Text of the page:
Red Square is the main square of Russian capital. Its history is inseparably linked with the history of the Kremlin. According to chronicles, the square took shape in the late 15th century, when Ivan III ordered that all wooden structures around the Kremlin, which were potential fire hazards, be pulled down and a marketplace be made instead. Thus appeared the first name of the site: Torg, or the Mart. Since then, it has always been a center of trade.
In the 16th century, the square began to be called Troitskaya, after the Church of the Holy Trinity, which stood where the Cathedral of St. Basil was later constructed. According to documents from the 17th century, the square was then called Pozhar (Fire), and only afterward received its current name, whose first meaning is not red, but beautiful, fair, the best.
Moscow Red Square witnessed many historical events of major importance. In 1612, its bells rang out to meet the voluntary militia rallied by Minin and Pozharsky; two centuries later, they greeted Kutuzov’s army, which liberated Moscow from Napoleon’s troops. It witnessed the somber parade of 1941, when soldiers marched across the square and went from there straight to the front lines, and the unforgettable Victory Parade of 1945 with Nazi flags cast on the ground before the Kremlin walls.
The buildings surrounding the Moscow Red Square are all significant in some respect and they are all famous Moscow sights. For example, Lenin's Mausoleum contains the embalmed body of Vladimir Ilyich Lenin, the founder of the Soviet Union. Nearby to the south is the elaborate brightly-domed Saint Basil's Cathedral and the palaces and cathedrals of the Kremlin. On the eastern side of the square is the GUM department store, and next to it the restored Kazan Cathedral. The northern side is occupied by the State Historical Museum, whose outlines echo those of Kremlin towers. The Iberian Gate and Chapel have been rebuilt to the northwest. The only sculptured monument on the square is a bronze statue of Kuzma Minin and Dmitry Pozharsky, who helped to clear Moscow from the Polish invaders in 1612, during the Times of Trouble. Nearby is the so-called Lobnoye Mesto, a circular platform where public ceremonies used to take place. Both the Minin and Pozharskiy statue and the Lobnoye Mesto were once located more centrally in Red Square but were moved to their current locations to facilitate the large military parades of the Soviet era.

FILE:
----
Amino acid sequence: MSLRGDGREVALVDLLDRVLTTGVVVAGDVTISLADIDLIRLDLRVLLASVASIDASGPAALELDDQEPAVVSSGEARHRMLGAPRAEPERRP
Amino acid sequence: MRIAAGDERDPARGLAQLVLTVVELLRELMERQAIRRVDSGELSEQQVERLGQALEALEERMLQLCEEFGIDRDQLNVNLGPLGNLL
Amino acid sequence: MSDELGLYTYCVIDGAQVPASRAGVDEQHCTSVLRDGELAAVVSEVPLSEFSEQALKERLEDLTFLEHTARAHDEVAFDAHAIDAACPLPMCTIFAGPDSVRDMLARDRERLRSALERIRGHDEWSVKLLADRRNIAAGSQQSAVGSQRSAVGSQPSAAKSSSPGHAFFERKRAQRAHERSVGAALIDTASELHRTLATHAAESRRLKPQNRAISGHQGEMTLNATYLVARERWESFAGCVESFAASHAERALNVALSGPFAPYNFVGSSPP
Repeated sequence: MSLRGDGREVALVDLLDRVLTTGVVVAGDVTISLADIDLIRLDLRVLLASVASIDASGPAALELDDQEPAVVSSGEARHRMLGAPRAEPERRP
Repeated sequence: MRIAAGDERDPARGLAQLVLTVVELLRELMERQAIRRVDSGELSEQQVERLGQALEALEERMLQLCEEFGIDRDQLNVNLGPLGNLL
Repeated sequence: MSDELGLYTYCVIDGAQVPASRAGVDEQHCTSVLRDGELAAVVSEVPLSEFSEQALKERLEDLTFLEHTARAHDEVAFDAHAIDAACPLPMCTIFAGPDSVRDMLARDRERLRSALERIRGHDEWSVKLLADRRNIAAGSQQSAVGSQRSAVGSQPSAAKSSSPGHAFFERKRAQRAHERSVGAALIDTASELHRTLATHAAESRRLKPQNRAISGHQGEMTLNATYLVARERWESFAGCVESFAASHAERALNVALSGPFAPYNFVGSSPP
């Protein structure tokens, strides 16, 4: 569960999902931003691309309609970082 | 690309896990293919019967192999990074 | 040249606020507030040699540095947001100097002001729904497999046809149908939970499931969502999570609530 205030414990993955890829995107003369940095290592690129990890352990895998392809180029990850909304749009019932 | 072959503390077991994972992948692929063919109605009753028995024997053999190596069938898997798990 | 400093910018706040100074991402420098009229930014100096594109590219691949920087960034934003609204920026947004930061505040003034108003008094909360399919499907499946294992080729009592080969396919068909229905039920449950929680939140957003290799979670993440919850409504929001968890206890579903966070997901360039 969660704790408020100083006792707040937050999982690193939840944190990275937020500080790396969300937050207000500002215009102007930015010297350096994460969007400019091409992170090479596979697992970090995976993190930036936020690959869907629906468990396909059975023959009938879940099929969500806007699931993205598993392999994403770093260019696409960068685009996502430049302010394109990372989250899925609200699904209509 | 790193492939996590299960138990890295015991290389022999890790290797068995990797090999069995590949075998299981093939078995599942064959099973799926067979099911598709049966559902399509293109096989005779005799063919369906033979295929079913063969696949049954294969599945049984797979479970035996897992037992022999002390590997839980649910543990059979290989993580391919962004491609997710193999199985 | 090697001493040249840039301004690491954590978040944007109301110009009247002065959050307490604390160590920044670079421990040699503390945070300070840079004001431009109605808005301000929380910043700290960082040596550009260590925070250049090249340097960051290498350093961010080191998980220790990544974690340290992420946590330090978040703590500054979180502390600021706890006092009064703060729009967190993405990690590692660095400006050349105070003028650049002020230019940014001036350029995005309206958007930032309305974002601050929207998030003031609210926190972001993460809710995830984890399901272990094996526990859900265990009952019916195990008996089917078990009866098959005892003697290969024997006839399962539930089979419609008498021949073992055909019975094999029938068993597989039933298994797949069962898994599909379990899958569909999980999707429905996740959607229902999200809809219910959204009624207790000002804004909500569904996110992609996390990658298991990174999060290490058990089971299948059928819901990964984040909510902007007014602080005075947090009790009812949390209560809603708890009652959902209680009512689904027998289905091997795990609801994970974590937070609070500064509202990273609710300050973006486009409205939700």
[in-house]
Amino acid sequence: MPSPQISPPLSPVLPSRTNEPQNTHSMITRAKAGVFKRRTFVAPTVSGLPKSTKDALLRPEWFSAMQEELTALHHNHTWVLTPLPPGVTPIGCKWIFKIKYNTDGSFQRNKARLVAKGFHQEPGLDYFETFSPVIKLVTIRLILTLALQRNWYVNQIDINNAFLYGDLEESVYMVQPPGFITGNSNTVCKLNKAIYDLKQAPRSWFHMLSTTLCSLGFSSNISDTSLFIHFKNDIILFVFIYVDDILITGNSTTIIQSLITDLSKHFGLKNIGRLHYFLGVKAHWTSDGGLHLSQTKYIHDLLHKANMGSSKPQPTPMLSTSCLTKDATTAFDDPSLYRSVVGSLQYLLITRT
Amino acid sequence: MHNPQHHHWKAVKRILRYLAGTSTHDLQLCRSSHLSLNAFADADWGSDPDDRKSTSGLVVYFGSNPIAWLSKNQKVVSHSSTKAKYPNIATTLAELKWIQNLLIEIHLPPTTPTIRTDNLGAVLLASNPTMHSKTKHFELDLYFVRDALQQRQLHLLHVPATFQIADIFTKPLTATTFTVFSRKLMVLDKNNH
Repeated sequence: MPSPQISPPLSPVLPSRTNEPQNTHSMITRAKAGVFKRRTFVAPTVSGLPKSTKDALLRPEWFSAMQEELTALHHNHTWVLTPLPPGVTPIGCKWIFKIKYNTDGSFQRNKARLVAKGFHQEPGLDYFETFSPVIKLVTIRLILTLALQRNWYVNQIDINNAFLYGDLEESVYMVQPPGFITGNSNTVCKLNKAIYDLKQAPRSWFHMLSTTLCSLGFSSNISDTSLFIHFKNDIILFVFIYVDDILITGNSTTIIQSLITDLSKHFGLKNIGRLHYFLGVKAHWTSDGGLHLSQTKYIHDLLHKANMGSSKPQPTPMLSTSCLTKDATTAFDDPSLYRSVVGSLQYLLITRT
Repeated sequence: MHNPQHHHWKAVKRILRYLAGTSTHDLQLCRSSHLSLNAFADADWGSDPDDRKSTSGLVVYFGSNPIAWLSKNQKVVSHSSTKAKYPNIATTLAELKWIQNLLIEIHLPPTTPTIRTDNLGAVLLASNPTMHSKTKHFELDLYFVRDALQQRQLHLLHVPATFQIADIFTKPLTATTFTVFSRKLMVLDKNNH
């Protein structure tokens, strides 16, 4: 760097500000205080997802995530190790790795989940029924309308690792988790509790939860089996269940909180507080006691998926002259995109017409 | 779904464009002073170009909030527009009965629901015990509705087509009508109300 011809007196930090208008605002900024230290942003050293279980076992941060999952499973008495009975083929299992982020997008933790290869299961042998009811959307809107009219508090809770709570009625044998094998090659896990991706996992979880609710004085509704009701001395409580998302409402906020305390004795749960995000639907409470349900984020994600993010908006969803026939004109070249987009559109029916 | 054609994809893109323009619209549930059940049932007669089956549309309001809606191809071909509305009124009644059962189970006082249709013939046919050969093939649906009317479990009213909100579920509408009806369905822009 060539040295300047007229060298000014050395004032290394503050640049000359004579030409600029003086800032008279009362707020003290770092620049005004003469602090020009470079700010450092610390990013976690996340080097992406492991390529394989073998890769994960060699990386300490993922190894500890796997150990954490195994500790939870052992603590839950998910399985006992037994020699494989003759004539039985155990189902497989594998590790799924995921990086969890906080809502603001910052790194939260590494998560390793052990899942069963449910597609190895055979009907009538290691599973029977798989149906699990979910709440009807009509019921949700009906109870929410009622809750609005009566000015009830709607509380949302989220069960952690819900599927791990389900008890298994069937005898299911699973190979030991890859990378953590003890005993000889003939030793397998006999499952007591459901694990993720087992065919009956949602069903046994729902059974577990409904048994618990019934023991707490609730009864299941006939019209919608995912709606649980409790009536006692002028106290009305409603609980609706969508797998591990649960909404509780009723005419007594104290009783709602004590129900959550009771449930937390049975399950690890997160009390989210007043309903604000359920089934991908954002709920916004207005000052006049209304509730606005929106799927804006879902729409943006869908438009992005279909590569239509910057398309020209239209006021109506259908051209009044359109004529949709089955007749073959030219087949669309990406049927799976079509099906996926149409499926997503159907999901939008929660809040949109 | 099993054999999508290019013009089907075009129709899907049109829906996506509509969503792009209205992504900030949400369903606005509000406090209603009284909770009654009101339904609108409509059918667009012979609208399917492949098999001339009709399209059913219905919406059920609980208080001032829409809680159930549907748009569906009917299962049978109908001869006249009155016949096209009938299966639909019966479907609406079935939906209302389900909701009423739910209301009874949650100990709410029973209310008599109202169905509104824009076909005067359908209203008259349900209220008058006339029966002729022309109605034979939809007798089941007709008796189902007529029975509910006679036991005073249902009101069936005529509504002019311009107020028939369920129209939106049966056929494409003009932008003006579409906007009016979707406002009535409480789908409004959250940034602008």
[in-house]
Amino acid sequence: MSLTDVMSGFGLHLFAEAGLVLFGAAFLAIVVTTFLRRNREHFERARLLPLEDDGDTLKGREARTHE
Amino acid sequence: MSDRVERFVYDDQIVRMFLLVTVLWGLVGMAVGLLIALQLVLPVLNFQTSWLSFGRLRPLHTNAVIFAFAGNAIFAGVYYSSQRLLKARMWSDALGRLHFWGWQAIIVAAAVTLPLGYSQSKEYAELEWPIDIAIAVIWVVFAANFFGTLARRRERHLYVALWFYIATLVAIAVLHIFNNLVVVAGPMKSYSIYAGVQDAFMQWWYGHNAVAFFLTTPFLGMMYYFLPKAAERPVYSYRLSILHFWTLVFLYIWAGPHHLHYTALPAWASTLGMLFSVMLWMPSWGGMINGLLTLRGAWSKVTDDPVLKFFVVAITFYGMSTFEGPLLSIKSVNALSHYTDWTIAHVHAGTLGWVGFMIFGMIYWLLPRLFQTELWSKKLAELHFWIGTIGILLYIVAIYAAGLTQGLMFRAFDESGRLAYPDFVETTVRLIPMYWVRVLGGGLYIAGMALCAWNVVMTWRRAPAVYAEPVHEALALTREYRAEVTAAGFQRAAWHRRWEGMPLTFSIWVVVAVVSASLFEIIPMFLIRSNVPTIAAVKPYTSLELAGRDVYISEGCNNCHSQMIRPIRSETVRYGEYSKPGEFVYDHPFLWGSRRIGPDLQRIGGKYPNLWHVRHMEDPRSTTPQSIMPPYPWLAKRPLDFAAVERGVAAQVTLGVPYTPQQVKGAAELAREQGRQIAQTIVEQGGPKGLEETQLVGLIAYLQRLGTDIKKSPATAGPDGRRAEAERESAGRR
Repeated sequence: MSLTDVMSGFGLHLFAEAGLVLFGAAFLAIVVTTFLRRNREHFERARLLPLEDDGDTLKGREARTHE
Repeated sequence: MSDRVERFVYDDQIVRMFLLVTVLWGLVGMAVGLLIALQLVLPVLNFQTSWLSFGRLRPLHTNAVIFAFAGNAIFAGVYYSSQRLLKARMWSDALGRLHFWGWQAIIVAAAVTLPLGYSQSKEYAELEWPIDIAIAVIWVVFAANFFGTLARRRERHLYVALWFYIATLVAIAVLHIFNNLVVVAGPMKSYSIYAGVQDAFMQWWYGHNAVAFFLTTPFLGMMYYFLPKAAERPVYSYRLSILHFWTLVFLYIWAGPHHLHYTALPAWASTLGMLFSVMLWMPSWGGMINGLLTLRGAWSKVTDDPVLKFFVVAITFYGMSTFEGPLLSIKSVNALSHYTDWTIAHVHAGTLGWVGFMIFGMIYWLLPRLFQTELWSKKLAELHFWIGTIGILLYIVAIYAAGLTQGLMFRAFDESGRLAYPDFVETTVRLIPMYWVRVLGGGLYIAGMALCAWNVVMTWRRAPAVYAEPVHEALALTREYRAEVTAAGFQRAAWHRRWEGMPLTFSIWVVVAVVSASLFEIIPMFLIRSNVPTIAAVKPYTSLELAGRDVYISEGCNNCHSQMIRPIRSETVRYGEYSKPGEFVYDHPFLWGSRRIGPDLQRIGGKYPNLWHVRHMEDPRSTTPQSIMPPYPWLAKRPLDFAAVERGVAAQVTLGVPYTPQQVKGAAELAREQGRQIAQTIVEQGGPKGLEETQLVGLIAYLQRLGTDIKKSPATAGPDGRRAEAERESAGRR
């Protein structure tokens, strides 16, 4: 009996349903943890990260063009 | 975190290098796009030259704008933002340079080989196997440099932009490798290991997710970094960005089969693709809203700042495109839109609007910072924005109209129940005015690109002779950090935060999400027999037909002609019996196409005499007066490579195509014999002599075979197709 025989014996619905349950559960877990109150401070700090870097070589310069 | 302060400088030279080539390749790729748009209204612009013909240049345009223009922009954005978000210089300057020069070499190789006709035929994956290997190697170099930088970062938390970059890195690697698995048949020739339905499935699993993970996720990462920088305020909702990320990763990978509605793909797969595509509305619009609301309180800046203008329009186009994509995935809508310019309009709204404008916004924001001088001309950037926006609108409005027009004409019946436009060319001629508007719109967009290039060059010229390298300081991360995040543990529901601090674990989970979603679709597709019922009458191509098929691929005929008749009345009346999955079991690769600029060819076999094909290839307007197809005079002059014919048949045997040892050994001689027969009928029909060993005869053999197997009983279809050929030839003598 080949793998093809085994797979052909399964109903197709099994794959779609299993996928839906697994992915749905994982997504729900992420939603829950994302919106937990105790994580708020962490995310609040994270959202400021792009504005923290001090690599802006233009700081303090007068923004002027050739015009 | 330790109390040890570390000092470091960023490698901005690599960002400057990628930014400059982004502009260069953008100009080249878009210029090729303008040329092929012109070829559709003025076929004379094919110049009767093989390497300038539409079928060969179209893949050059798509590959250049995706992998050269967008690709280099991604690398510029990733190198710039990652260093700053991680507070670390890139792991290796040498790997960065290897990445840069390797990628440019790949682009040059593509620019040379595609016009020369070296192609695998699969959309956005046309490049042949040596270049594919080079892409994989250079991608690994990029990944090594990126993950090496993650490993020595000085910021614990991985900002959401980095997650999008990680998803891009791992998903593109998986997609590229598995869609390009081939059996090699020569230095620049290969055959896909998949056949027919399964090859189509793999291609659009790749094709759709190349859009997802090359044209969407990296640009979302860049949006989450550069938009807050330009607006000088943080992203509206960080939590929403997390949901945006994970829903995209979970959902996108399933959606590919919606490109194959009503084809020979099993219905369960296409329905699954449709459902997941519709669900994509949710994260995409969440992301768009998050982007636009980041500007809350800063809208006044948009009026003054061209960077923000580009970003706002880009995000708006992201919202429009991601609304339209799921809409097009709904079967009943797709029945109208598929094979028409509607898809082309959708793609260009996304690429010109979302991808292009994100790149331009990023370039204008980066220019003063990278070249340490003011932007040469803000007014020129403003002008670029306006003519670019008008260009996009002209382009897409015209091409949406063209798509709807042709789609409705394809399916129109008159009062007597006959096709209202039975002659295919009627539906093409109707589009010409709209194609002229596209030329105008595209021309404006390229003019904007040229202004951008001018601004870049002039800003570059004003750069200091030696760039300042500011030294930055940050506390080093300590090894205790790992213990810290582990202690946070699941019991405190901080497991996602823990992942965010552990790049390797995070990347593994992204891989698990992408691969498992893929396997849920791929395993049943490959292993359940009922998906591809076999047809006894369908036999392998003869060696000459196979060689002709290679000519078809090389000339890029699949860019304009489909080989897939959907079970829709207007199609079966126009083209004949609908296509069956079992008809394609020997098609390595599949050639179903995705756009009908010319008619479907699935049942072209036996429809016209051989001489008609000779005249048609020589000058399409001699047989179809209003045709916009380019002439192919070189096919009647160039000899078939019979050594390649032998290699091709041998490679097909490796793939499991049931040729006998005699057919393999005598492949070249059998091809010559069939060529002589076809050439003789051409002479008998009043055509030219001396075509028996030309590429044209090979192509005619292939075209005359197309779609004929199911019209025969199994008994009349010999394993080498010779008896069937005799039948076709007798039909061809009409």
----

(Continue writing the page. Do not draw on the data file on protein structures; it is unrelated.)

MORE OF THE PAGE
The Moscow Red Square itself is around 330 meters (1100 ft) long and 70 meters (230 ft) wide. Please be aware that starting from 1993 photography using professional photographic equipment and/or a tripod is forbidden on the Red Square and other areas adjacent to the Kremlin. All cameras with a height of more than 140 mm and diameter removable lens more than 70 mm are banned. For permission you have to appeal to the commandant of the Moscow Kremlin